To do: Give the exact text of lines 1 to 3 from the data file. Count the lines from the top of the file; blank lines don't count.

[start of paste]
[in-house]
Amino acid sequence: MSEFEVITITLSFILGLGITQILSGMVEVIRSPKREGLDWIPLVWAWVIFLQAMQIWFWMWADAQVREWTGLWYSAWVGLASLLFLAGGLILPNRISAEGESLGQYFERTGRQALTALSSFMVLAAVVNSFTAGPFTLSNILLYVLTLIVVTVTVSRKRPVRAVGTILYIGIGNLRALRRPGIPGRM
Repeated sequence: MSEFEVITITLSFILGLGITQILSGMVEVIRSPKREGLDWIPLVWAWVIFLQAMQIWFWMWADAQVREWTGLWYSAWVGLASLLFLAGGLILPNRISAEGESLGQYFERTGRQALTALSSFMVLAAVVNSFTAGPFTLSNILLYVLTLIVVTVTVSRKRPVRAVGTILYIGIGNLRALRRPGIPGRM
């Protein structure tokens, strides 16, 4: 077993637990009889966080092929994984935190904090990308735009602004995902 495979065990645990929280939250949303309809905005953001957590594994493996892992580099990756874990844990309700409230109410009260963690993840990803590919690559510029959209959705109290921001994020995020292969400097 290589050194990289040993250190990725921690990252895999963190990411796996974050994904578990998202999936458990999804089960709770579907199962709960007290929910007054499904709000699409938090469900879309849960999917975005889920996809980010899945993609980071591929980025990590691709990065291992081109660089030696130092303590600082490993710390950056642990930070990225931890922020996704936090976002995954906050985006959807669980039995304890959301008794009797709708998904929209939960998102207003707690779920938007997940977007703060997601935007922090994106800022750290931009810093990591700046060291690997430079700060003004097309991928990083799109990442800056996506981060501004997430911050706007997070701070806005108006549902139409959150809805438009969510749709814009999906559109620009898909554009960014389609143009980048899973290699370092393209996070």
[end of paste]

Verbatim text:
[in-house]
Amino acid sequence: MSEFEVITITLSFILGLGITQILSGMVEVIRSPKREGLDWIPLVWAWVIFLQAMQIWFWMWADAQVREWTGLWYSAWVGLASLLFLAGGLILPNRISAEGESLGQYFERTGRQALTALSSFMVLAAVVNSFTAGPFTLSNILLYVLTLIVVTVTVSRKRPVRAVGTILYIGIGNLRALRRPGIPGRM
Repeated sequence: MSEFEVITITLSFILGLGITQILSGMVEVIRSPKREGLDWIPLVWAWVIFLQAMQIWFWMWADAQVREWTGLWYSAWVGLASLLFLAGGLILPNRISAEGESLGQYFERTGRQALTALSSFMVLAAVVNSFTAGPFTLSNILLYVLTLIVVTVTVSRKRPVRAVGTILYIGIGNLRALRRPGIPGRM